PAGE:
In case you've already forgotten, February is National Pet Dental Health month. So somewhere between the romantic getaways and Oscar bashes you're planning this month, be sure to find time to give your pet's chompers some love! I've given you teeth-cleaning tips in the past, but if you're looking for another primer on doggie tooth brushing, you're in luck: Heidi Ganahl, founder of Camp Bow Wow, has some helpful hints. Keep reading and get brushing!
- Buy the Right Tools: The first step to brushing your dog’s teeth is finding the right dental equipment. Make sure you purchase a dog toothbrush that is angled and soft. For large breeds, stick to longer toothbrushes so you reach difficult places. A finger brush is easier to use on smaller animals. Remember to never use human toothpaste on dogs because it contains ingredients that can harm Fido’s stomach. There are many dog-friendly toothpaste options that come in fun flavors like peanut butter, beef, or chicken.
- It’s All About Timing: It’s important to approach your dog when he is relaxed and in a good mood. Don’t force contact, because the pup will rebel against you.
- Positioning: Make sure your dog is comfortable before beginning. Avoid standing above your dog in a threatening way. Instead, get on the same level and sit in front of your pet.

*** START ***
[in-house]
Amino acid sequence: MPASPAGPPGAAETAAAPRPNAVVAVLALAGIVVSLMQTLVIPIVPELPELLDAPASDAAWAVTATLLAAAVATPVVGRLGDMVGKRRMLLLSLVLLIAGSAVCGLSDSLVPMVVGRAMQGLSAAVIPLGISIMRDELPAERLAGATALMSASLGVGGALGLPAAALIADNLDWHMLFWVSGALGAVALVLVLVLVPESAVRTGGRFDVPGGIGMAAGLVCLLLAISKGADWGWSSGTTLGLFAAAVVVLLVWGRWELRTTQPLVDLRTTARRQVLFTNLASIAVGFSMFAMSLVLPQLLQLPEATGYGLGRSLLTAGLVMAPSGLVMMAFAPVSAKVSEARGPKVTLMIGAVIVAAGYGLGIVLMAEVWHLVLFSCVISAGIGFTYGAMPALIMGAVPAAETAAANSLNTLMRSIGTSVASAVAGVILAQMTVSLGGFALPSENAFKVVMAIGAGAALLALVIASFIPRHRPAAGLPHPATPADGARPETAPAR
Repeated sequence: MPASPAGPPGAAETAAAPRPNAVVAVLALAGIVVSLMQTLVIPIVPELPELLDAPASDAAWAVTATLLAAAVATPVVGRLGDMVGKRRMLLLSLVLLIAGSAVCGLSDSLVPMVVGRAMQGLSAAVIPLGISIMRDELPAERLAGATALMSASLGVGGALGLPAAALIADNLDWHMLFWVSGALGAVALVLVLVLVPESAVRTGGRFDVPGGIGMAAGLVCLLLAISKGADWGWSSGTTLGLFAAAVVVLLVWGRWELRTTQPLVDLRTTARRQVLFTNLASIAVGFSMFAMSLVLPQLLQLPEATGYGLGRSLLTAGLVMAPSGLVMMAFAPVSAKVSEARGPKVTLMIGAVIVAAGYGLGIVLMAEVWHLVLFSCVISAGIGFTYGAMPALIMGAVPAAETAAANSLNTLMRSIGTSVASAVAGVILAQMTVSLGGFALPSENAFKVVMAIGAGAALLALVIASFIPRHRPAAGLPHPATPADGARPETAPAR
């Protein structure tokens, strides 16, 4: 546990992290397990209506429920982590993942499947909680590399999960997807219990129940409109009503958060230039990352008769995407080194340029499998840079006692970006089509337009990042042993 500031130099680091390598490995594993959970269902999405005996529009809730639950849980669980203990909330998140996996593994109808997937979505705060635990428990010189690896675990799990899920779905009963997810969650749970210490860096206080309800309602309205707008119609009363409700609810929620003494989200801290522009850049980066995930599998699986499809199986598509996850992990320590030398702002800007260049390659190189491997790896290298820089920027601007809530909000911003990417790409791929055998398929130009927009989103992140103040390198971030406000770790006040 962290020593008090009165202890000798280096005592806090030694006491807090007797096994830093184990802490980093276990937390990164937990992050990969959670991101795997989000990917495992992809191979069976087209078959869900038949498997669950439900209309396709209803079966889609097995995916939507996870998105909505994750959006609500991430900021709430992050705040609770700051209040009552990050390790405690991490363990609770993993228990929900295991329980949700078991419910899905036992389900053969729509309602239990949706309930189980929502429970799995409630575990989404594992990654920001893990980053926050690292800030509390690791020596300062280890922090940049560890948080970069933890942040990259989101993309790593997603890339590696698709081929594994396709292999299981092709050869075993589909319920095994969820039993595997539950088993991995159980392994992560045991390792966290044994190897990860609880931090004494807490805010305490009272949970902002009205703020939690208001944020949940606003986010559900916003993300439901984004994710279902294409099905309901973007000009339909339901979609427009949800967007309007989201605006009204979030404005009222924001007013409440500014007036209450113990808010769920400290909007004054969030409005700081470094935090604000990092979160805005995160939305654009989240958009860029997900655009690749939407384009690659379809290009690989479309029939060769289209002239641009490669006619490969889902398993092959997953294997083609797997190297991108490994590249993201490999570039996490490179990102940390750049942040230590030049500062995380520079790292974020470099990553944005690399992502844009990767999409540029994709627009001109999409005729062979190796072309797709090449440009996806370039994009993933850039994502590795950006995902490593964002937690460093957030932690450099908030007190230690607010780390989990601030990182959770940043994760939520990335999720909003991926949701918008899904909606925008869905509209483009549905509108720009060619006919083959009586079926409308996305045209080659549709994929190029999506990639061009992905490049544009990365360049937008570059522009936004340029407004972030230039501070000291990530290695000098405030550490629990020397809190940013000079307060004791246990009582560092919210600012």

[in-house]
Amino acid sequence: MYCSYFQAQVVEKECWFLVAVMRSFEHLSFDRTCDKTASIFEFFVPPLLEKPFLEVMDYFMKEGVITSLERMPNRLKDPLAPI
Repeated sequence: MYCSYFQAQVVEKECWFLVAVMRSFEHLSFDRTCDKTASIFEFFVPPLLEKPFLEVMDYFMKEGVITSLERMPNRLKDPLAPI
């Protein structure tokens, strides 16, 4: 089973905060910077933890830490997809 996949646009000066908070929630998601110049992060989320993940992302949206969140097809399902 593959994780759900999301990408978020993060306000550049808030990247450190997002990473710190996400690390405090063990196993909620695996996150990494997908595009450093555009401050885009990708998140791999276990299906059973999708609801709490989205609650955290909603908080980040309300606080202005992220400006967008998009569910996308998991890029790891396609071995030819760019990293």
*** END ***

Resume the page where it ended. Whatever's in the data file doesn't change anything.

- Prep the Gums: Test your dog’s anxiety level and willingness to have his mouth touched. Gently rub your finger on the top row of teeth and gums. You may have to repeat this step a few times before proceeding.
Four more tips after the jump!
- Taste Test: Place a dot of the dog toothpaste on your finger and have Fido lick it off. The key here is to find a flavor that tastes like a treat. This will make brushing a lot easier.
- Master the Technique: Start by opening your dog’s upper lip and brush along the gum line with a 45-degree angle. Continue to brush the rest of the teeth in a circular motion. Brush a few teeth at a time and focus on the plaque. Keep your dog calm throughout the process by gently patting his head and talking in a soothing voice.
- Reward Your Dog: Congratulate Fido for being a good sport with a treat, special attention, or extra playtime.
- Establish a Routine: Although daily brushing is ideal, three times a week is a good start. Remember that dental hygiene doesn’t end with brushing. Special treats were created to fight plaque buildup. Visit your veterinarian to determine the right routine for your pup.
Do you brush your dog's teeth? Any techniques or tips to add?